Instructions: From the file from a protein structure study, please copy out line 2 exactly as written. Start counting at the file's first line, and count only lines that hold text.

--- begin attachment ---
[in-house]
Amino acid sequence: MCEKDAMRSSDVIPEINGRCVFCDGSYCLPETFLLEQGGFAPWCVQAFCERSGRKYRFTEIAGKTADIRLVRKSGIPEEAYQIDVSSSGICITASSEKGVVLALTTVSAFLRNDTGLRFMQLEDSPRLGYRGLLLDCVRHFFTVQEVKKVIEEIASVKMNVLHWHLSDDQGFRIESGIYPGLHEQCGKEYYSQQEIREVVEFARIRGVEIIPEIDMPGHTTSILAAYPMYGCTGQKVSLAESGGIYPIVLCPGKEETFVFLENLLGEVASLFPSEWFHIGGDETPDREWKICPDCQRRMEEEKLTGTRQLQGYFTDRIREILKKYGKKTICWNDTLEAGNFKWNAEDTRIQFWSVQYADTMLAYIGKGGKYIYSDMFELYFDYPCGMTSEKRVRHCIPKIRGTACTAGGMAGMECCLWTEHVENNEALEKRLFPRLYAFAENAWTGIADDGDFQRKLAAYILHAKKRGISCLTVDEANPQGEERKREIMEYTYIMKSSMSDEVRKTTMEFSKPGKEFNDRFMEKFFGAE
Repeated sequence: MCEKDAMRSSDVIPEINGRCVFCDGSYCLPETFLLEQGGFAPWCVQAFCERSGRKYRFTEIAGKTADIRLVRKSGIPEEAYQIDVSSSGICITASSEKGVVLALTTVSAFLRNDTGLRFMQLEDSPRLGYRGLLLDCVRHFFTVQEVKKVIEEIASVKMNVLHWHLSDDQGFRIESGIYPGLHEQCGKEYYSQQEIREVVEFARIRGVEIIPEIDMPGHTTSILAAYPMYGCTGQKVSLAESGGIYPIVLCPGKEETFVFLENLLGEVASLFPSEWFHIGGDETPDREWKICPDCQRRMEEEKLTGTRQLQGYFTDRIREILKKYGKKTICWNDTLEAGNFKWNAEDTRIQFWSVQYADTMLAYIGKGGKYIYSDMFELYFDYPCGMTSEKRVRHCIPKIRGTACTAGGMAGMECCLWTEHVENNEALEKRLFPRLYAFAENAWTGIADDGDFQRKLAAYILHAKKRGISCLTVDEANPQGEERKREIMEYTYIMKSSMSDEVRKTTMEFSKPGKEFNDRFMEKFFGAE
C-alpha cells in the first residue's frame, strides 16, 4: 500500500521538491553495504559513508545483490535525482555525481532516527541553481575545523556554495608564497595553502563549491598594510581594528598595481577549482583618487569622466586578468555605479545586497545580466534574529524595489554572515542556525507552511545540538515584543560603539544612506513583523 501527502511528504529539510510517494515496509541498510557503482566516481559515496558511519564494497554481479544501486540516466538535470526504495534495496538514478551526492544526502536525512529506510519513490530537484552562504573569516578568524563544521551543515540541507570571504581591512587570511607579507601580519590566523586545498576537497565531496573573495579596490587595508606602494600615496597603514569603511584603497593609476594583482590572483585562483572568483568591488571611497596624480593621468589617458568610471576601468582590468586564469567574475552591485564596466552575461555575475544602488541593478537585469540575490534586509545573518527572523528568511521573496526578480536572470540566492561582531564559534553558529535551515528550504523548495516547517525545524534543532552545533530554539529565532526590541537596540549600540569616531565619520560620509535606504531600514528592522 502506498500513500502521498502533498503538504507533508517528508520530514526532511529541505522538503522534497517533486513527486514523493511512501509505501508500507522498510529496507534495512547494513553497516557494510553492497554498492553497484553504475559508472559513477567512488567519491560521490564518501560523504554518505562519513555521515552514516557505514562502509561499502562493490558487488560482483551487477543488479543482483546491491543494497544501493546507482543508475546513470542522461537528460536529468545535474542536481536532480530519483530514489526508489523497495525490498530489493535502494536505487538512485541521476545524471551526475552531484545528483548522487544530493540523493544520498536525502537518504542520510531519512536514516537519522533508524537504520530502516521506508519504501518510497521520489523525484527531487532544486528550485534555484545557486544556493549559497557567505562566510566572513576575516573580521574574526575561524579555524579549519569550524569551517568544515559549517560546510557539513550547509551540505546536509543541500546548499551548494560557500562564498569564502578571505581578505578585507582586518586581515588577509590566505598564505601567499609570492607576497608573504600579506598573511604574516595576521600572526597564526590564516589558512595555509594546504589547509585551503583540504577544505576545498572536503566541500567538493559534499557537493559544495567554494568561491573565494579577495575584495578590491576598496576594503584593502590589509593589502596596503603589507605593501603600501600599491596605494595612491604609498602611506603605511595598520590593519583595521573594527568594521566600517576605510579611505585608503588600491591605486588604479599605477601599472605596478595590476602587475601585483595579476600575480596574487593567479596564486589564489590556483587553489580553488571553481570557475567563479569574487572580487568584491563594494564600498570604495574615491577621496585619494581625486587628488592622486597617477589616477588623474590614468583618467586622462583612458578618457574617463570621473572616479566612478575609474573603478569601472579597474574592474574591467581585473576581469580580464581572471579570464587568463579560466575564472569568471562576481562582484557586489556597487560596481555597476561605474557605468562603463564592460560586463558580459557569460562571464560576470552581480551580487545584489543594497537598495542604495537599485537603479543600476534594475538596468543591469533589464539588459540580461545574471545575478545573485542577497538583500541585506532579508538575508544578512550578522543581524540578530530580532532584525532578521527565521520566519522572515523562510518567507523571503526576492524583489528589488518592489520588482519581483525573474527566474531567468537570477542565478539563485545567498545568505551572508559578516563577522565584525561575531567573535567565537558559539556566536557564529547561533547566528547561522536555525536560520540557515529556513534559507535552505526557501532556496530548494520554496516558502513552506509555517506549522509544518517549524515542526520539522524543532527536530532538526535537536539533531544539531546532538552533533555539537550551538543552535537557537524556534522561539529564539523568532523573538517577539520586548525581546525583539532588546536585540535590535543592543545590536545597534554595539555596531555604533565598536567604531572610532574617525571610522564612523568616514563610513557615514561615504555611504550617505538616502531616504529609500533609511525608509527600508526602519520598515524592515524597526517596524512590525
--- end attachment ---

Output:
Amino acid sequence: MCEKDAMRSSDVIPEINGRCVFCDGSYCLPETFLLEQGGFAPWCVQAFCERSGRKYRFTEIAGKTADIRLVRKSGIPEEAYQIDVSSSGICITASSEKGVVLALTTVSAFLRNDTGLRFMQLEDSPRLGYRGLLLDCVRHFFTVQEVKKVIEEIASVKMNVLHWHLSDDQGFRIESGIYPGLHEQCGKEYYSQQEIREVVEFARIRGVEIIPEIDMPGHTTSILAAYPMYGCTGQKVSLAESGGIYPIVLCPGKEETFVFLENLLGEVASLFPSEWFHIGGDETPDREWKICPDCQRRMEEEKLTGTRQLQGYFTDRIREILKKYGKKTICWNDTLEAGNFKWNAEDTRIQFWSVQYADTMLAYIGKGGKYIYSDMFELYFDYPCGMTSEKRVRHCIPKIRGTACTAGGMAGMECCLWTEHVENNEALEKRLFPRLYAFAENAWTGIADDGDFQRKLAAYILHAKKRGISCLTVDEANPQGEERKREIMEYTYIMKSSMSDEVRKTTMEFSKPGKEFNDRFMEKFFGAE